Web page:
“Think twice” before hiring visa service providers – US Embassy warns

…some charging exorbitant fees, creating fake appointment letters

The US Embassy in Georgetown is warning members of the public about visa scams.
In a recent Ask the Consul Column, the Embassy noted that there has been an increase in third-party preparers or visa service providers creating fake appointment letters and charging exorbitant fees for visa services people can otherwise do by themselves.
In light of this, the consul has encouraged persons to “think twice” about getting assistance with the visa application process and has offered some tips to avoid scams.
The Embassy has said that visa and other immigration forms are always free and are available at
https://ceac.state.gov/ceac/ and https://www.uscis.gov/forms/all-forms. Persons are urged to use these official sites for the correct, and up-to-date forms.
A question was asked whether one should use a third party, such as internet café staff or a visa consultant to complete their visa application.
In this regard, it was advised that persons should avoid visa consultants who offer to improve their chances of qualifying for a visa by entering false information on their visa application.
“False information can disqualify you and make you permanently ineligible for a visa.  You are responsible for what is in your visa application. For this reason, we encourage applicants to complete their visa application and pay the required visa processing fees themselves.”
Further, you must use your own email address to create an account to manage your visa application and appointment since the Consular Section often sends case status updates to the email address you use to register. Using someone else’s email may cause you to miss important updates about your case and cause case delays. If someone is helping you with your visa application, you must make sure they give you the login details or confirmation number.
A free email account can be set up from a computer or smartphone.
If you need assistance with the visa application process, you must ensure that the person helping you is entering accurate information and review your application before it is submitted.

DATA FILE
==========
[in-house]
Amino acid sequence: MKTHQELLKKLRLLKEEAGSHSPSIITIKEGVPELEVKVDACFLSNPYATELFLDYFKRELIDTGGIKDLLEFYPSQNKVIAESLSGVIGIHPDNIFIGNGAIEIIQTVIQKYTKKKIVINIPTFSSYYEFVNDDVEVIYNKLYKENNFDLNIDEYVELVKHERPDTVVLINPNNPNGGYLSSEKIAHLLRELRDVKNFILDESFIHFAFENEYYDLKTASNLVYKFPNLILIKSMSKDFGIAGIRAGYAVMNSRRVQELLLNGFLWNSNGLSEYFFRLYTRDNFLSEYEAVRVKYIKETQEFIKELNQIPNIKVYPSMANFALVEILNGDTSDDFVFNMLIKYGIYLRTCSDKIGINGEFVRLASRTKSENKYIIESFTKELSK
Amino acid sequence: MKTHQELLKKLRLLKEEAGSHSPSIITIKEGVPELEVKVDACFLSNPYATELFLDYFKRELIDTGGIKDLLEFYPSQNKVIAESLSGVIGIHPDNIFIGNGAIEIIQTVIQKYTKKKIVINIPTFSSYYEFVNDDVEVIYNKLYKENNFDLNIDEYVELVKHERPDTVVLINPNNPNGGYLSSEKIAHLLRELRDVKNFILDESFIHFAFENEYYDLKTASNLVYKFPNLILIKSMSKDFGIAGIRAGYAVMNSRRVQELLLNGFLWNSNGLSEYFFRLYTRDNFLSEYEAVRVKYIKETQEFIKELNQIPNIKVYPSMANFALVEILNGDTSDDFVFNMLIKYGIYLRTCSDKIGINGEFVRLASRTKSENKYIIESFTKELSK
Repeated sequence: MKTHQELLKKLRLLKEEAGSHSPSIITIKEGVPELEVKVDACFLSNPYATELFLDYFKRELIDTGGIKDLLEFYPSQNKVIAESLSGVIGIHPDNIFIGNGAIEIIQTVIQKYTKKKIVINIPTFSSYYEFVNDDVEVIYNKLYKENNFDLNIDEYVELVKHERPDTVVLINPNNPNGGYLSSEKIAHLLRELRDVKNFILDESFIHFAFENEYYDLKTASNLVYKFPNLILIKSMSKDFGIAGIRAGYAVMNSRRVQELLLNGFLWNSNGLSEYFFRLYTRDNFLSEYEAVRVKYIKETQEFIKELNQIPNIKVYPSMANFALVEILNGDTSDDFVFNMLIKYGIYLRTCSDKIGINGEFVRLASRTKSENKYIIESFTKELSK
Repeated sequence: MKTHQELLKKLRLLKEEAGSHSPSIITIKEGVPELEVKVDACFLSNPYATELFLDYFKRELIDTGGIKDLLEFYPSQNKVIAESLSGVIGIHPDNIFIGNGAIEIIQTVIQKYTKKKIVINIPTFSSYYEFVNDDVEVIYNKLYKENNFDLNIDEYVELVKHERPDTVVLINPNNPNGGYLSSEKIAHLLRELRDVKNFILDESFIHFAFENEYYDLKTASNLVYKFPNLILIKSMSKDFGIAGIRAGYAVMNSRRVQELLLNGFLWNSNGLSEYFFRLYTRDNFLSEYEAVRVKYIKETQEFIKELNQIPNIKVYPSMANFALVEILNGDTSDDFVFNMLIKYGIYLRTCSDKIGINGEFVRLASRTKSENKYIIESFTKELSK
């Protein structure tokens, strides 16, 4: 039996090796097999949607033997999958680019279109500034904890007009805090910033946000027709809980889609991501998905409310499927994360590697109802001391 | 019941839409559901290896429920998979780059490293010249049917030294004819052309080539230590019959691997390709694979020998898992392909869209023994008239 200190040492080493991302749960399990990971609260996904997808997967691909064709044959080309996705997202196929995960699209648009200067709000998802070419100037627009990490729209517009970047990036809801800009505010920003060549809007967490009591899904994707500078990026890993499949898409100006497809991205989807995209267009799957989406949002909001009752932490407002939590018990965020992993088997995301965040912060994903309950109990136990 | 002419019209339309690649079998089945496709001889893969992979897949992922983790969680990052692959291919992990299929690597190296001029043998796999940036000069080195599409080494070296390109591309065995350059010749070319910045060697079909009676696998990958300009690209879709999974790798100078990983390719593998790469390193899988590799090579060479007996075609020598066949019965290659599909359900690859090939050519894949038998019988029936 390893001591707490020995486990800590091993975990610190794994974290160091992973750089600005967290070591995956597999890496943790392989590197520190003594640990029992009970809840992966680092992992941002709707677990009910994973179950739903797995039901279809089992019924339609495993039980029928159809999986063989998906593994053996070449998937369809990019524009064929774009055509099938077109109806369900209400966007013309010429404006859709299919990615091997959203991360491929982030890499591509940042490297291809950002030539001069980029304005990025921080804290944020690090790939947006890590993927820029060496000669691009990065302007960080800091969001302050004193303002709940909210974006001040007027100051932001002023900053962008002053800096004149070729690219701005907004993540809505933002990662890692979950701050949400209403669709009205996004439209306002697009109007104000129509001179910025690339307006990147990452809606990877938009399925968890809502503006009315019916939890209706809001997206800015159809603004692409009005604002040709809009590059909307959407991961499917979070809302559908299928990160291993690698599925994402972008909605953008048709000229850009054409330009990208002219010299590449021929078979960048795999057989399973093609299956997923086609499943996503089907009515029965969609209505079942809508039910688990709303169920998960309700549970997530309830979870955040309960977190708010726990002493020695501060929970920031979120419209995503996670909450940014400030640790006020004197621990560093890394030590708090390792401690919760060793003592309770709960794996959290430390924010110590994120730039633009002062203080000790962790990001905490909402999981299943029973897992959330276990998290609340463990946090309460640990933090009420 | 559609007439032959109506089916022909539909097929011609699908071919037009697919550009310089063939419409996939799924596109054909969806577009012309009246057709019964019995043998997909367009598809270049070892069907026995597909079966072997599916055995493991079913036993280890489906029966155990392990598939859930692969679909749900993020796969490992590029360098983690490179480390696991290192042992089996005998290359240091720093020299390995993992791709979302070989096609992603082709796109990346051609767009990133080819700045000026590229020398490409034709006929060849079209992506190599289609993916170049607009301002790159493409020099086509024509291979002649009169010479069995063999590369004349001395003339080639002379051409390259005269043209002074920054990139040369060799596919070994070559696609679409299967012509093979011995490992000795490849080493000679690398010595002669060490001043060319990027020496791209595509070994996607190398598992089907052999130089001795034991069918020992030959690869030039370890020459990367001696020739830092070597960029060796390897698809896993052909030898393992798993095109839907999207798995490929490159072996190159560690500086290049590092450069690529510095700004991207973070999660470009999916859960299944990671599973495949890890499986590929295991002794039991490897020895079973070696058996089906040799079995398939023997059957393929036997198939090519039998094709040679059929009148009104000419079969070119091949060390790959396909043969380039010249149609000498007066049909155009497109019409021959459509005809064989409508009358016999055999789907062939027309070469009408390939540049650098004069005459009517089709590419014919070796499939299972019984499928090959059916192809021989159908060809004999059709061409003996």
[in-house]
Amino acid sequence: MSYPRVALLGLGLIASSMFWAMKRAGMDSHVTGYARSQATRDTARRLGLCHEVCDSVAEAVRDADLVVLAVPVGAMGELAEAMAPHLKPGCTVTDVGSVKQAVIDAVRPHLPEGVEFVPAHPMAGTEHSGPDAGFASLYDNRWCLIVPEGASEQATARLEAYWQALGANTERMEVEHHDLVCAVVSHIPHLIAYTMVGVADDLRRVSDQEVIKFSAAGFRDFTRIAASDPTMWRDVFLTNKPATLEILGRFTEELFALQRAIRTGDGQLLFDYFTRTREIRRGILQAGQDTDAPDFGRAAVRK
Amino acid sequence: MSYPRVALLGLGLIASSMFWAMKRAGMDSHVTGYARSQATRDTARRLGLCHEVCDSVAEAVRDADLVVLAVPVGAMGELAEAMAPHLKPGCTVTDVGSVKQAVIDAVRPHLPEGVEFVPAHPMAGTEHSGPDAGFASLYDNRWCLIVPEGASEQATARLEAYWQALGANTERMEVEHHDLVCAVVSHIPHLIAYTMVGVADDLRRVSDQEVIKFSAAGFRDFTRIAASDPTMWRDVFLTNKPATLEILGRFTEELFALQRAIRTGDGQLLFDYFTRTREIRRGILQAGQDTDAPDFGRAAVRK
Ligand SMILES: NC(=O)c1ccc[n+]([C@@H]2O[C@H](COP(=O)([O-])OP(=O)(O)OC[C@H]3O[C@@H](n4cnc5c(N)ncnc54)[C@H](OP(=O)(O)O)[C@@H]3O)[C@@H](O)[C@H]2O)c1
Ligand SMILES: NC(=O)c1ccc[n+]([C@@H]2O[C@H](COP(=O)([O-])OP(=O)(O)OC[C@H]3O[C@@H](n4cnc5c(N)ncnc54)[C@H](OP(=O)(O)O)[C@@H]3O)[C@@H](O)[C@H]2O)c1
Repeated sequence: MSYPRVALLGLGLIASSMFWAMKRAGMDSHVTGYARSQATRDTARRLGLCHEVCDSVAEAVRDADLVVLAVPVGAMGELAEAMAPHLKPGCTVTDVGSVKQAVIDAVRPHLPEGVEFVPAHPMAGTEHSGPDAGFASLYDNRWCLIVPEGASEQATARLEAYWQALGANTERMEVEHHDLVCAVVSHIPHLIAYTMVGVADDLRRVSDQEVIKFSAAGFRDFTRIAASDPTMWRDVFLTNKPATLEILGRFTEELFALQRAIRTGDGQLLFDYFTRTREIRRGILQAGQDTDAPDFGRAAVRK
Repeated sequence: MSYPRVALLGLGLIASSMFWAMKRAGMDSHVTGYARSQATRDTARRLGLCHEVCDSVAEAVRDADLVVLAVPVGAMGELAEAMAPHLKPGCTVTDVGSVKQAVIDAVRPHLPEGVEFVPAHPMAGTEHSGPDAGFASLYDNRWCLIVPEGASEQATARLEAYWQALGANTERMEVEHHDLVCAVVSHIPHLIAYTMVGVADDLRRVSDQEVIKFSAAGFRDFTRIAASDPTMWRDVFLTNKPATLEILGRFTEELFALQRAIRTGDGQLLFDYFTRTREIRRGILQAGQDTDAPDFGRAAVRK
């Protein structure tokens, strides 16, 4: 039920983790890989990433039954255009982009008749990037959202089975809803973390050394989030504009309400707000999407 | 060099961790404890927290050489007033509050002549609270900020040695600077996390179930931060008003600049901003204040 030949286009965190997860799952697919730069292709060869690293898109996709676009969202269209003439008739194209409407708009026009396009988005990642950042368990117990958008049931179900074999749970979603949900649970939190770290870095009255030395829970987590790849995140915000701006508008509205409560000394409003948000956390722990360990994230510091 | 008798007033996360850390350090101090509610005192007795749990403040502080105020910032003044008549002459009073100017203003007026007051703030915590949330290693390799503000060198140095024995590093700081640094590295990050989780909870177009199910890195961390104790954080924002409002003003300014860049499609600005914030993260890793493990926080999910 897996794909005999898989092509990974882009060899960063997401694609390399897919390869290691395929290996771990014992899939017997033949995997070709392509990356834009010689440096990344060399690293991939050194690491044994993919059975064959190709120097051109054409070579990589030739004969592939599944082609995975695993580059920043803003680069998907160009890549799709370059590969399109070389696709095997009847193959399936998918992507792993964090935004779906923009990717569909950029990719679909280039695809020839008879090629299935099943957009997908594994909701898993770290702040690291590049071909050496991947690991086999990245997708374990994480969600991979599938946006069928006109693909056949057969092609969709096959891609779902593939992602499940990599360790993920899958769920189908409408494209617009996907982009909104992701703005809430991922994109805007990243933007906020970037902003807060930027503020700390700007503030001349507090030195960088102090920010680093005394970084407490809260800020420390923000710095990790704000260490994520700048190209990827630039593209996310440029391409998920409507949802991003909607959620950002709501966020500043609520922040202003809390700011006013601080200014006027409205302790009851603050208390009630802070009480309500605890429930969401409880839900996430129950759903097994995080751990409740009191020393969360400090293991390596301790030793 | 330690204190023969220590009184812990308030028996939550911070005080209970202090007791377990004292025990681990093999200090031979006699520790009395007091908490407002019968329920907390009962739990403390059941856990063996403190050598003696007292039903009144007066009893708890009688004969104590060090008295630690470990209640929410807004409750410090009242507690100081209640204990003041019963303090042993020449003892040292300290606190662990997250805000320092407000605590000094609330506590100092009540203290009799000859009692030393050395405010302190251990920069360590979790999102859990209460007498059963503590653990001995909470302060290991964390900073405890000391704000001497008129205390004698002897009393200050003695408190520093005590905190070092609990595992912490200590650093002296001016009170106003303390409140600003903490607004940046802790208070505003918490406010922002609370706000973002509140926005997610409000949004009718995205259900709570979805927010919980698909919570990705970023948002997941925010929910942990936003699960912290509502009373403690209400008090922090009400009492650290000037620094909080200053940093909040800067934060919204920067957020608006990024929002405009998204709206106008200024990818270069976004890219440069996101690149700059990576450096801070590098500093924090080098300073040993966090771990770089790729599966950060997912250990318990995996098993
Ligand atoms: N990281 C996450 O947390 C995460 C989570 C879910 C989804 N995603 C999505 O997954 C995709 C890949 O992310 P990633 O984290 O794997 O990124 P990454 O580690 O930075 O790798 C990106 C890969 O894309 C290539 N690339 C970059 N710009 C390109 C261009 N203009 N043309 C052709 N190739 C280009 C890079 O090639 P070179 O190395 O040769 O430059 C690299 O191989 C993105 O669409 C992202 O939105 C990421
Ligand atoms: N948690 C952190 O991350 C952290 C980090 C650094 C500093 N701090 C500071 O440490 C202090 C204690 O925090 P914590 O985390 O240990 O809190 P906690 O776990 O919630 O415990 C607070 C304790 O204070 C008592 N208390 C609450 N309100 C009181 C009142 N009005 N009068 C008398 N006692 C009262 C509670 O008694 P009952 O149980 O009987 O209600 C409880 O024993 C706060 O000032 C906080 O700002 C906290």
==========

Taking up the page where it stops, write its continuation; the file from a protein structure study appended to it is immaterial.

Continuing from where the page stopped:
You should also request and keep a copy of your application and confirmation and proof of direct payment of the visa processing fees.
According to the consul, the embassy’s website at https://gy.usembassy.gov/visas/ offers comprehensive information on all visa services along with the applicable fees.
Can you pay someone to improve your chances of getting a visa? The answer to this question is no. In fact, people have been advised to avoid anyone who makes such a claim.
“Visa consultants cannot improve your chances of qualifying for a visa and they have no “inside” connection with the Embassy. Your eligibility is determined by a consular officer after a visa interview.  Report anyone who claims to improve your chances of qualifying for a visa to [email protected],” the consul has further guided.
Knowing someone at the Embassy will not help you get a visa since an applicant’s qualifications – as presented in the visa application and at the interview – and US law are the only basis on which consul officers make visa decisions.
Regulations prohibit Embassy officials from providing unofficial assistance to visa applicants.
The Embassy has said that the US Government works to ensure the visa process is open and transparent and maintains its website at https://gy.usembassy.gov/visas/ and https://ais.usvisa-info.com/en-gy/niv/users/sign_in with step-by-step information to help applicants through the various processes.
It was reiterated that some businesses who claim to be “visa facilitators” and “visa application service centres” profit by making the process appear more complicated than it really is.
Meanwhile, reporting fraud committed by someone else will not negatively impact your visa application. “Protecting the integrity of the visa process is a priority for us. To report visa fraud, email [email protected],” the US Embassy has assured. (G1)